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DECC Consultation: Warm Home Discount

ACE has submitted a written response to DECC’s Consultation on the Warm Home Discount.

To read our full response please click here.

Response Summary:-

1. ACE welcomes Government support for fuel poor households, but fears that in its proposed form, the Warm Home Discount is not a sensible use of resources. Government figures indicate that only 107,000 English households will receive direct help from the public purse to improve the energy efficiency of their homes over the next two years through Warm Front. That assists just 2% of those currently deemed to be in fuel poverty. The philosophy behind concentrating upon the Warm Home Discount is akin to running a bath with hot water, but omitting to put the plug in.

2. The Warm Home Discount would be vastly strengthened through integration with the Green Deal: encouraging the take-up of energy efficiency measures rather than providing cash rebates. It seems curious and inefficient that a household in fuel poverty could be receiving both measures subsidised by energy suppliers under the Energy Company Obligation tied to Green Deal, and a cash rebate from suppliers under the Warm Home Discount. Using the rebate to help allow more comprehensive energy efficiency packages that meet the ‘Golden Rule’ would offer a solution that alleviates fuel poverty more sustainably than perpetual cash rebates, as well as delivering energy and carbon savings. In this context it is worth noting that, as a direct result of ACE’s campaigning, Section 9 of the Energy Act 2010 was amended at Report Stage to include specific powers for energy suppliers to provide not just financial benefits to vulnerable consumers, but also benefits “in the form of goods or services”. These powers were included in the legislation with the clear intention that they be used by suppliers to offer energy efficiency packages – and not just cash rebates – to vulnerable customers.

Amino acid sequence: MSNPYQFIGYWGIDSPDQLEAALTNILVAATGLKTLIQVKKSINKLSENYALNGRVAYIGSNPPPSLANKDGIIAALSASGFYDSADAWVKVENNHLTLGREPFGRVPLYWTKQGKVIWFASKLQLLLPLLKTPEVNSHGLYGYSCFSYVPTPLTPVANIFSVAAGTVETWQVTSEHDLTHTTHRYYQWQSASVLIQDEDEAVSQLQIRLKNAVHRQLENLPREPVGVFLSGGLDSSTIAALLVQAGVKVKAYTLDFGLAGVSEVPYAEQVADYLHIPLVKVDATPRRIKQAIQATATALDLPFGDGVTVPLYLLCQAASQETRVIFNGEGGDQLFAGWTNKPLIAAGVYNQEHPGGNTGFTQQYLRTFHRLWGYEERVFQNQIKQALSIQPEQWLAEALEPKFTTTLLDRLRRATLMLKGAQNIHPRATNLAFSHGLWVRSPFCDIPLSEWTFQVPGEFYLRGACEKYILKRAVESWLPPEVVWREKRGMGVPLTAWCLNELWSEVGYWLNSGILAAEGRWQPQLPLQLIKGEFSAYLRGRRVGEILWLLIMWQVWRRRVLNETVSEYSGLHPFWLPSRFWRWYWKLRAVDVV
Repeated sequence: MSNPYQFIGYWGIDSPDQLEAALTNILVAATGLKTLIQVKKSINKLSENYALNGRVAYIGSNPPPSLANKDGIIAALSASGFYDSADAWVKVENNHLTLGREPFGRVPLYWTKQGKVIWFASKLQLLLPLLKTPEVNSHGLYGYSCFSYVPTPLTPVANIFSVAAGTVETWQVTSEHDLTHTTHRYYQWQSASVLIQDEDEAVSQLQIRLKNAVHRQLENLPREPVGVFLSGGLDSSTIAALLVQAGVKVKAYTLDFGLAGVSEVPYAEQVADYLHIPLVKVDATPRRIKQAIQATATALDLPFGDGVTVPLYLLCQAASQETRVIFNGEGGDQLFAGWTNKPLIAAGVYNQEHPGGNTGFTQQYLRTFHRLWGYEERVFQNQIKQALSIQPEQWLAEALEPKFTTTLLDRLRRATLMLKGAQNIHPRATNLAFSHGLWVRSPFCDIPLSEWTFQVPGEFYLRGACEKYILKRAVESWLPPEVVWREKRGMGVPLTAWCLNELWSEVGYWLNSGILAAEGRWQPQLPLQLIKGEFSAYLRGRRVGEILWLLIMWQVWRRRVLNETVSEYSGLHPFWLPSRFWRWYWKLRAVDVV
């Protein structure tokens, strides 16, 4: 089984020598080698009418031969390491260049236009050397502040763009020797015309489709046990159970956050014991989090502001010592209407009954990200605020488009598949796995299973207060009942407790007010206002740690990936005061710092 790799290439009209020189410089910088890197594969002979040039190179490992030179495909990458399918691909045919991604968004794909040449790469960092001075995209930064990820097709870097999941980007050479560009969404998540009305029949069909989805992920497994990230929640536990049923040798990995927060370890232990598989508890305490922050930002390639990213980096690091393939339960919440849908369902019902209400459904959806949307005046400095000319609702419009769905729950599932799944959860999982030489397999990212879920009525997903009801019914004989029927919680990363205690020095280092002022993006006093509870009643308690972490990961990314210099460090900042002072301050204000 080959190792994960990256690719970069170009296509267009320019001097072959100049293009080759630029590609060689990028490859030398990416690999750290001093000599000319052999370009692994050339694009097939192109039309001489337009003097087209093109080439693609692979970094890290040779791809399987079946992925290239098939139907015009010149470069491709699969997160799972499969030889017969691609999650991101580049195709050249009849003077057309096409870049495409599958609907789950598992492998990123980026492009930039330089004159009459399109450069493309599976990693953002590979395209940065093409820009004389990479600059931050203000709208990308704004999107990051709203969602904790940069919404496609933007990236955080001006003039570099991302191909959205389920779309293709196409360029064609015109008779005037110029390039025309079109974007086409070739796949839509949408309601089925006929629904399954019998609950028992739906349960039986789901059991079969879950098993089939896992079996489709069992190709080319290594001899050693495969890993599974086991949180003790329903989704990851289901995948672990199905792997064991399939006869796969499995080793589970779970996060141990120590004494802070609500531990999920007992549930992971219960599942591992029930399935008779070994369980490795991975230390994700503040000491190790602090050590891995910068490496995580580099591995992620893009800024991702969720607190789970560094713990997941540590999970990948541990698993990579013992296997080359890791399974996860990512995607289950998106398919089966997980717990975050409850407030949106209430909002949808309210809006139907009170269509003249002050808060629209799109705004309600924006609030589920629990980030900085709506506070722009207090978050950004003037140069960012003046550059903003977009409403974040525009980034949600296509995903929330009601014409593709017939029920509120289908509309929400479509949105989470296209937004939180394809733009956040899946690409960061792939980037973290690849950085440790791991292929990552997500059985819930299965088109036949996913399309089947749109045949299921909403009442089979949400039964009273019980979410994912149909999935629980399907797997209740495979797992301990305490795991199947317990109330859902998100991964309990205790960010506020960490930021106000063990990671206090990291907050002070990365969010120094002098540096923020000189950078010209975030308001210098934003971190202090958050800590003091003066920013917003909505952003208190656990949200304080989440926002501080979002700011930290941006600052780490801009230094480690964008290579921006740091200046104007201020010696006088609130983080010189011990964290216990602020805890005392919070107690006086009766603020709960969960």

3. We are alarmed by the proposal to reconcile costs between energy companies on the basis on customer numbers rather than on the basis of energy supplied. As set out in our answer to question 16, this is both regressive and runs counter to the ‘Polluter Pays’ principle. It also goes against the trend that suggested DECC were beginning to appreciate the benefits of having such environmental levies based on the amount of energy supplied. We urge DECC to reconsider this proposal.

4. We have confined ourselves to responding to those questions of relevance to ACE.

To read our full written response click here


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